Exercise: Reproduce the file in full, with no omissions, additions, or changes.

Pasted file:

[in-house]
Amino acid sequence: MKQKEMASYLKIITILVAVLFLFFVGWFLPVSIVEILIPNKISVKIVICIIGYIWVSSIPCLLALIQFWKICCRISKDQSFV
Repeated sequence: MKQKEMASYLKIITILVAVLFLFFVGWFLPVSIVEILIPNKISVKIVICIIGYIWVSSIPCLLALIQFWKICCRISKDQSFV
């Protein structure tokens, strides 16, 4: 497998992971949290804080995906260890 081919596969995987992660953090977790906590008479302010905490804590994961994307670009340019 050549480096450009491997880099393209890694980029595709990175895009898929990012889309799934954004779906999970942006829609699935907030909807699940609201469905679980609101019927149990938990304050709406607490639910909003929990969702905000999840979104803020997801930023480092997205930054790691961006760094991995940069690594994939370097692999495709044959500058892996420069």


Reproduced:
[in-house]
Amino acid sequence: MKQKEMASYLKIITILVAVLFLFFVGWFLPVSIVEILIPNKISVKIVICIIGYIWVSSIPCLLALIQFWKICCRISKDQSFV
Repeated sequence: MKQKEMASYLKIITILVAVLFLFFVGWFLPVSIVEILIPNKISVKIVICIIGYIWVSSIPCLLALIQFWKICCRISKDQSFV
């Protein structure tokens, strides 16, 4: 497998992971949290804080995906260890 081919596969995987992660953090977790906590008479302010905490804590994961994307670009340019 050549480096450009491997880099393209890694980029595709990175895009898929990012889309799934954004779906999970942006829609699935907030909807699940609201469905679980609101019927149990938990304050709406607490639910909003929990969702905000999840979104803020997801930023480092997205930054790691961006760094991995940069690594994939370097692999495709044959500058892996420069």